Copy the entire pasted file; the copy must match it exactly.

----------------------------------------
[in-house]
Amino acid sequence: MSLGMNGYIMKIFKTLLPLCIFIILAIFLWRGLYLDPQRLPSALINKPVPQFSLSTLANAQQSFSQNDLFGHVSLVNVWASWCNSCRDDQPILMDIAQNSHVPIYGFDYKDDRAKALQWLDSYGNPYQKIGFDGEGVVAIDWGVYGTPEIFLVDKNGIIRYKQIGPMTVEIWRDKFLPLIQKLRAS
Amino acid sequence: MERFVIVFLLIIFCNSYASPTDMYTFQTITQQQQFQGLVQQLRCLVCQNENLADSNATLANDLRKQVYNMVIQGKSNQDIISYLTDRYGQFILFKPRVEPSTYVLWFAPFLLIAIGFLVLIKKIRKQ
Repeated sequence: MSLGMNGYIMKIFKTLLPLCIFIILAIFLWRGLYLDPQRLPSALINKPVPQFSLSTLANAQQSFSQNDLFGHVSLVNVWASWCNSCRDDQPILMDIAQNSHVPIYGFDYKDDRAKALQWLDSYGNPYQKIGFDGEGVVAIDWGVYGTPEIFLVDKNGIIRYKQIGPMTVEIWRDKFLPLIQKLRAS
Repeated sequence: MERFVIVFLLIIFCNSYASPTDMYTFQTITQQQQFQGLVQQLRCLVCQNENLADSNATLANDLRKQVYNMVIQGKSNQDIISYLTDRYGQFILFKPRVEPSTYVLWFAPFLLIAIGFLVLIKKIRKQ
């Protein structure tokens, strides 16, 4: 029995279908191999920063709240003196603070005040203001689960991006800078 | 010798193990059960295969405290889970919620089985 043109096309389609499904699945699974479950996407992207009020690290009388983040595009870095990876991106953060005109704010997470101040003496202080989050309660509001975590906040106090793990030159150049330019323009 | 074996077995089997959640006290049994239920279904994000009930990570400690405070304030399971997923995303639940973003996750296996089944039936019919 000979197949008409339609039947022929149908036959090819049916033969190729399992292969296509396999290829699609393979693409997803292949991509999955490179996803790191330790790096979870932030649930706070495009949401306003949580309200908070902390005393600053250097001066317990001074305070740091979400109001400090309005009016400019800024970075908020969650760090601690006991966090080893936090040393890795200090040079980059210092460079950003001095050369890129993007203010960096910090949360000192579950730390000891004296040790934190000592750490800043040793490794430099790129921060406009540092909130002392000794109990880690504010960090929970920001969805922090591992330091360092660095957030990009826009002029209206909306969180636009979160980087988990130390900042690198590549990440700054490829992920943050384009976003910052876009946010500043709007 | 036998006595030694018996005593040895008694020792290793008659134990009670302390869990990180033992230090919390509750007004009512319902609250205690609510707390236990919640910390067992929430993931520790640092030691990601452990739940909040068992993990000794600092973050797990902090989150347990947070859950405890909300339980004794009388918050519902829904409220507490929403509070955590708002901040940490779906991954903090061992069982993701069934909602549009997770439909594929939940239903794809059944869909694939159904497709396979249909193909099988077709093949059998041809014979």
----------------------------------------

[in-house]
Amino acid sequence: MSLGMNGYIMKIFKTLLPLCIFIILAIFLWRGLYLDPQRLPSALINKPVPQFSLSTLANAQQSFSQNDLFGHVSLVNVWASWCNSCRDDQPILMDIAQNSHVPIYGFDYKDDRAKALQWLDSYGNPYQKIGFDGEGVVAIDWGVYGTPEIFLVDKNGIIRYKQIGPMTVEIWRDKFLPLIQKLRAS
Amino acid sequence: MERFVIVFLLIIFCNSYASPTDMYTFQTITQQQQFQGLVQQLRCLVCQNENLADSNATLANDLRKQVYNMVIQGKSNQDIISYLTDRYGQFILFKPRVEPSTYVLWFAPFLLIAIGFLVLIKKIRKQ
Repeated sequence: MSLGMNGYIMKIFKTLLPLCIFIILAIFLWRGLYLDPQRLPSALINKPVPQFSLSTLANAQQSFSQNDLFGHVSLVNVWASWCNSCRDDQPILMDIAQNSHVPIYGFDYKDDRAKALQWLDSYGNPYQKIGFDGEGVVAIDWGVYGTPEIFLVDKNGIIRYKQIGPMTVEIWRDKFLPLIQKLRAS
Repeated sequence: MERFVIVFLLIIFCNSYASPTDMYTFQTITQQQQFQGLVQQLRCLVCQNENLADSNATLANDLRKQVYNMVIQGKSNQDIISYLTDRYGQFILFKPRVEPSTYVLWFAPFLLIAIGFLVLIKKIRKQ
């Protein structure tokens, strides 16, 4: 029995279908191999920063709240003196603070005040203001689960991006800078 | 010798193990059960295969405290889970919620089985 043109096309389609499904699945699974479950996407992207009020690290009388983040595009870095990876991106953060005109704010997470101040003496202080989050309660509001975590906040106090793990030159150049330019323009 | 074996077995089997959640006290049994239920279904994000009930990570400690405070304030399971997923995303639940973003996750296996089944039936019919 000979197949008409339609039947022929149908036959090819049916033969190729399992292969296509396999290829699609393979693409997803292949991509999955490179996803790191330790790096979870932030649930706070495009949401306003949580309200908070902390005393600053250097001066317990001074305070740091979400109001400090309005009016400019800024970075908020969650760090601690006991966090080893936090040393890795200090040079980059210092460079950003001095050369890129993007203010960096910090949360000192579950730390000891004296040790934190000592750490800043040793490794430099790129921060406009540092909130002392000794109990880690504010960090929970920001969805922090591992330091360092660095957030990009826009002029209206909306969180636009979160980087988990130390900042690198590549990440700054490829992920943050384009976003910052876009946010500043709007 | 036998006595030694018996005593040895008694020792290793008659134990009670302390869990990180033992230090919390509750007004009512319902609250205690609510707390236990919640910390067992929430993931520790640092030691990601452990739940909040068992993990000794600092973050797990902090989150347990947070859950405890909300339980004794009388918050519902829904409220507490929403509070955590708002901040940490779906991954903090061992069982993701069934909602549009997770439909594929939940239903794809059944869909694939159904497709396979249909193909099988077709093949059998041809014979």